In somebody’s new book, there is a vivid description of her “deep bond” with somebody else tree in the garden of her childhood home in somewhere. She would climb into its branches to read, hauling books and her homework up in a basket, and persuaded her grandmother to bequeath her the tree, named just somebody else, in her will.
Ministers have published somewhere’s net zero strategy, a 400-page document detailing the future of tackling climate change and carbon emissions in somewhere.
Humans might be the only intelligent beings in our galaxy, so destroying our civilisation could be a galactic disaster, Prof somebody has warned leaders in the run-up to Cop26.
Earlier today I set you two puzzles based on Hamiltonian paths in a square grid. A Hamiltonian path is one which visits every cell exactly once. (If you want a print out of the puzzles, click here.)
Somebody government has all but ruled out increasing somewhere’s 2030 emissions reduction target despite sustained diplomatic pressure from key allies, including somewhere else and somewhere else.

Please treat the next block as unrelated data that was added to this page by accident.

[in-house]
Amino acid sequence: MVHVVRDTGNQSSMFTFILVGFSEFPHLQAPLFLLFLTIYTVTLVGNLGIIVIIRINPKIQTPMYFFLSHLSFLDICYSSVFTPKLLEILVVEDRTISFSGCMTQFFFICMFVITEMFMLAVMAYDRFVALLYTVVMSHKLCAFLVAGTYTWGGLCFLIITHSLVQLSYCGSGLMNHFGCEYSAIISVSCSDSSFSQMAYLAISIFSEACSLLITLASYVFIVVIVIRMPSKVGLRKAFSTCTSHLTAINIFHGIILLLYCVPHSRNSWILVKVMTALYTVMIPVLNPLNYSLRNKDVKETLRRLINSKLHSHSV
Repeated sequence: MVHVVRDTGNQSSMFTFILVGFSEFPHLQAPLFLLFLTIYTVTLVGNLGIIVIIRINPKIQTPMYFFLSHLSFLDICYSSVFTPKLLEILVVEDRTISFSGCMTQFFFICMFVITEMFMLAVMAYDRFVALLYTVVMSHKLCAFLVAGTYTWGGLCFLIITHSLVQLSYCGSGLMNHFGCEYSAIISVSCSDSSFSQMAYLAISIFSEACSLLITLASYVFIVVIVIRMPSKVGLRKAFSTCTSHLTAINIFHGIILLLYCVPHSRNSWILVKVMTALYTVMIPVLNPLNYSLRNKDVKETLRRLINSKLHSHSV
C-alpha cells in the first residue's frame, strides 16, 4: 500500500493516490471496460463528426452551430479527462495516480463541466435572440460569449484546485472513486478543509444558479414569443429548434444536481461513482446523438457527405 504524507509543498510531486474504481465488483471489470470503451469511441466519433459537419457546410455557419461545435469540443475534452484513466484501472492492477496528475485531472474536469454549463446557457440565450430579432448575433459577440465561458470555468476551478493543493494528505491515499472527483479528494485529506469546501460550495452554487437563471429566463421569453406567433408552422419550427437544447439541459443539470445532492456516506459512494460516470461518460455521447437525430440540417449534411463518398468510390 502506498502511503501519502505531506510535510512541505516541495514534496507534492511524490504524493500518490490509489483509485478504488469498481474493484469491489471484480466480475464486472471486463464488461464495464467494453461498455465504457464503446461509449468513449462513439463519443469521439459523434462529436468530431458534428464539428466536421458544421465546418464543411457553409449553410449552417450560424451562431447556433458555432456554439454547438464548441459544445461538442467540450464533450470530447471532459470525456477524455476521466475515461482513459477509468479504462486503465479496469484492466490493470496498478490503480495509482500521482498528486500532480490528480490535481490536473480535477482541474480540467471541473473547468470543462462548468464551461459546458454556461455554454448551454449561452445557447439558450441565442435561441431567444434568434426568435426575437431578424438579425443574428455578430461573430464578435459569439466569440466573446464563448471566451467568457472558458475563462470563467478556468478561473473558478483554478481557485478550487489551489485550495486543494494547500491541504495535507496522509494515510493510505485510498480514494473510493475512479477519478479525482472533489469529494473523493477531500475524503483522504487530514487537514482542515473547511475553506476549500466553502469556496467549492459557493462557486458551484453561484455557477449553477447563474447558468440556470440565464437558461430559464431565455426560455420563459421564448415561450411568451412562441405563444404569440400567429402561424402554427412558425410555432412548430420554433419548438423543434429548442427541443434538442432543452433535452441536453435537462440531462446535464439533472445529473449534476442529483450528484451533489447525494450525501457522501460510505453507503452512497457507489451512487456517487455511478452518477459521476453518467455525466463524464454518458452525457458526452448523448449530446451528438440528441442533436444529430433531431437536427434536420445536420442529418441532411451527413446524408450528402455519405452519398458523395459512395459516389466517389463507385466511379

No, not that somebody. I meant somebody, the nineteenth century somewhere mathematician.
And not that sort of grid. I meant a square grid, like a chessboard or a Sudoku.
Today’s two puzzles do, however, require you to complete a thrilling journey of daredevil zigs and zags.
The birth of the first IVF baby, somebody, in 1978 provoked a media frenzy. In comparison, a little girl named somebody else born by IVF in May 2020 went almost unnoticed.